Whether you’re ill, tired, or just woke up on the wrong side of the bed, sometimes you just don’t feel like attacking the day the way you normally do. But that doesn’t mean that obligations like your job, chores, and family responsibilities conveniently go on hold for you. (If only.) You still have to find a way to make it through the day—preferably while checking off all the necessary to-dos.
So how do you stay productive when all you want to do is crawl back under the covers? By taking a cue from your computer and going into “energy saver mode.”
Here are the key components of operating in energy saver mode to stay motivated:
1. Only take care of the most crucial tasks.
We’re a society that likes to Get Things Done, but when you’re not feeling up to par, you need to let go of the things on your to do list that aren’t critical to your life’s basic functioning.
Do you need to finish that big project that’s due today? Yes. Do you need to attend the birthday luncheon you know will only devolve into an hour of gossiping and inane reality TV show talk? No. Wish the birthday guy or girl a happy day, apologize for not being able to make it, and take your lunch break somewhere soothing (like your favorite coffee shop) so you can recharge.
Do you need to do the laundry so your family won’t go naked tomorrow? Yes. Do you need to iron all the wrinkly items so everyone has a full wardrobe to choose from? No. Let them choose from their easier-wear items and leave the more high-maintenance ones for another day.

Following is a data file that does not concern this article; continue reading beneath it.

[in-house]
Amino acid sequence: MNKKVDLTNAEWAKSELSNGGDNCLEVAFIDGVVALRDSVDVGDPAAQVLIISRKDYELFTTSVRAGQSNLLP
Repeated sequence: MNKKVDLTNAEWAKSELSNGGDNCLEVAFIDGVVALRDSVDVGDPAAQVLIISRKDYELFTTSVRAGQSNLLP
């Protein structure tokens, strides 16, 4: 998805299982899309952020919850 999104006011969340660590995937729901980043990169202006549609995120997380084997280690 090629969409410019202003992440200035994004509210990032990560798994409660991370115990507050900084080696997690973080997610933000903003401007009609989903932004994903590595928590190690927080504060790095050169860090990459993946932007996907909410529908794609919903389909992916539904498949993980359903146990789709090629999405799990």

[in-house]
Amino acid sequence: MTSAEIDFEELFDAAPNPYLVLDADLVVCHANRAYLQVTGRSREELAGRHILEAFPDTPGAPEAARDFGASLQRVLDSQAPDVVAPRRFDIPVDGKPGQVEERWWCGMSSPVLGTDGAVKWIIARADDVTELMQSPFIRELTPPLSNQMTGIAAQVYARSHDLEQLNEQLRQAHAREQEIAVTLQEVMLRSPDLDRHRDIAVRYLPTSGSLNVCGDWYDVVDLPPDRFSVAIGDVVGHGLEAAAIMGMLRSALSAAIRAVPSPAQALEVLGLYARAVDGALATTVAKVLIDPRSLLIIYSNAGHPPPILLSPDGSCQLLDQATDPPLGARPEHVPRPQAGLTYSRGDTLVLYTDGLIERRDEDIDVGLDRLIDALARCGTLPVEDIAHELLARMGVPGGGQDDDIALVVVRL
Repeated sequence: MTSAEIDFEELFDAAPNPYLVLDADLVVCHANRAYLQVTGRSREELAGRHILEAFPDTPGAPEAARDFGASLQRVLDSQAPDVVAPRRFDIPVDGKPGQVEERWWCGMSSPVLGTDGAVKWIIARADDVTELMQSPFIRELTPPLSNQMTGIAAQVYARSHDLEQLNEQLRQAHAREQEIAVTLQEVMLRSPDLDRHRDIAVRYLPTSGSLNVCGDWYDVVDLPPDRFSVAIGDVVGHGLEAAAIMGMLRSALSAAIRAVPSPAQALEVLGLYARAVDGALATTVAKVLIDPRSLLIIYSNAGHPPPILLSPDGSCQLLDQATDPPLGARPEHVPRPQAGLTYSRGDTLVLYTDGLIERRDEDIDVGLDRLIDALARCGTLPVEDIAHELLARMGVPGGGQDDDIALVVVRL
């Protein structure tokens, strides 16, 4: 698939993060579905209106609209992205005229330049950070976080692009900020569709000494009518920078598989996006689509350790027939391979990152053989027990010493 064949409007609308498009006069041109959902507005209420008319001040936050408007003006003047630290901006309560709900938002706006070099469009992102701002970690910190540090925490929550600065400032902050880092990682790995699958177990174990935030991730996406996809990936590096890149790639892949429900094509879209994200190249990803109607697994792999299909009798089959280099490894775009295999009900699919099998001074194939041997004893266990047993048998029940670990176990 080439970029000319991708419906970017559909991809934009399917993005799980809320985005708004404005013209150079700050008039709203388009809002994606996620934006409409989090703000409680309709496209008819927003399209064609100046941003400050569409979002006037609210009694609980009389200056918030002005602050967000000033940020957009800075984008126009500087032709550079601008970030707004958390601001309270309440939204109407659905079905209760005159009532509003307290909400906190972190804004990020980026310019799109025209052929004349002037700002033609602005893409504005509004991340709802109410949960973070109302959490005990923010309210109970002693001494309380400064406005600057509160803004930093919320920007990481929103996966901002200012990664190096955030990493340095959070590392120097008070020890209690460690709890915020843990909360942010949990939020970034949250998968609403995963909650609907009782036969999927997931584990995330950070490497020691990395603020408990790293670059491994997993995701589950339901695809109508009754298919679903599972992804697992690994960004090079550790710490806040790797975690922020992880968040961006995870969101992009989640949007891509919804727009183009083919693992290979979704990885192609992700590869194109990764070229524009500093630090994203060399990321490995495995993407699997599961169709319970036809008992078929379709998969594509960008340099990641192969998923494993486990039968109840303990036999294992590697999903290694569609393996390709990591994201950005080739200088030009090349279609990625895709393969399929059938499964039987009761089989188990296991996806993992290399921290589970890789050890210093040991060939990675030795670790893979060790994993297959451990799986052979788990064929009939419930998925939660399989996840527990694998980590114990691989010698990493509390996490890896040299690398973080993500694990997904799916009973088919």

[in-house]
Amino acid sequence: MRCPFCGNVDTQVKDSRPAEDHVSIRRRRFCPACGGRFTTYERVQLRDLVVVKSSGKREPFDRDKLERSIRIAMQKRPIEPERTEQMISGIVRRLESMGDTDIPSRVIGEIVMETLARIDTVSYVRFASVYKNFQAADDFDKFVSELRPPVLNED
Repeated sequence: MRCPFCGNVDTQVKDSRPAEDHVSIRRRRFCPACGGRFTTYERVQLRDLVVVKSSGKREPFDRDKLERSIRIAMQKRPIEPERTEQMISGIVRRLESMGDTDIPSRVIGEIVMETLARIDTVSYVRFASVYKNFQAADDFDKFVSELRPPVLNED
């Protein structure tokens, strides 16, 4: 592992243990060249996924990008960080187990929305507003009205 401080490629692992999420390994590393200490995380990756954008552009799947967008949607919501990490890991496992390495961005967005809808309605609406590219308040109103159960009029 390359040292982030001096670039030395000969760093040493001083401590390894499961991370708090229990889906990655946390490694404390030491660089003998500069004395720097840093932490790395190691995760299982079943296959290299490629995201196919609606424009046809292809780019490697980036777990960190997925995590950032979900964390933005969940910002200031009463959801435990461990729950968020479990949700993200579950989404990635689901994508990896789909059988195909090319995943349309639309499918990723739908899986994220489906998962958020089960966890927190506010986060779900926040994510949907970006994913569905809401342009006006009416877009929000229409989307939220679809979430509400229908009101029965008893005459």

In other words, decide what is really important for your day and what isn’t—and be okay with letting the unimportant things slide.
2. Allow yourself some lull time.
Computers in energy saver mode stay efficient by not running at full capacity 24-7. They go into screen saver mode, then sleep mode, keeping only the most basic processes running while letting everything else cool down for a bit.
The human body and mind are the same way. We can’t be “on” 24-7. If we are, we will quickly burn out and become sluggish, foggy, and frustrated. So allow yourself some time to “lull.” Take a 15-minute nap. Let yourself watch an episode of your favorite guilty pleasure reality show. Tell the dishes they can sit for a night and instead curl up with a good book for half an hour. Even a small pocket of “you” time can help you refresh and keep going.
Instead of rush, rush, rushing around like you normally do, allow yourself to do things at whatever speed you can muster. Don’t multitask. Don’t try to be a hero. (You can be one tomorrow.)
3. Put on your screen saver.
Screen savers—be they cutesy kitties or clichéd beach scenes—say “someone is working here; he just left for a minute but he’ll be right back.” If your boss comes by and sees your screen dark, he’ll wonder if you came in that day. If he sees kittens in baskets floating by, he’ll figure you just stepped away to get some coffee. (You could actually be taking that 15-minute nap in the utility closet, but he doesn’t need to know that.)
Similarly, getting through a day you don’t feel like getting through requires a bit of a “Yep, I’m here!” poker face. You can’t let your inner blahs translate to outer grumpiness, or you’ll just feel worse and have more trouble navigating the day. So learn to disconnect from your feelings, put on a mild smile, and give the “I’m here (but not 100%, please forgive me)” vibe.
Don’t engage with the people who normally frustrate you. Give short and sweet answers to people instead of launching into full-on conversations. Don’t try mustering up loads of enthusiasm and cheer you don’t have. Just be responsive enough that your screen doesn’t go blank. If anyone wonders why you’re not being your usual perky self, just tell them you’re a bit tired today. They’ll understand. (They may have their own screen savers on, for all you know.)
Featured photo credit: Mixed Race Young Female via Shutterstock
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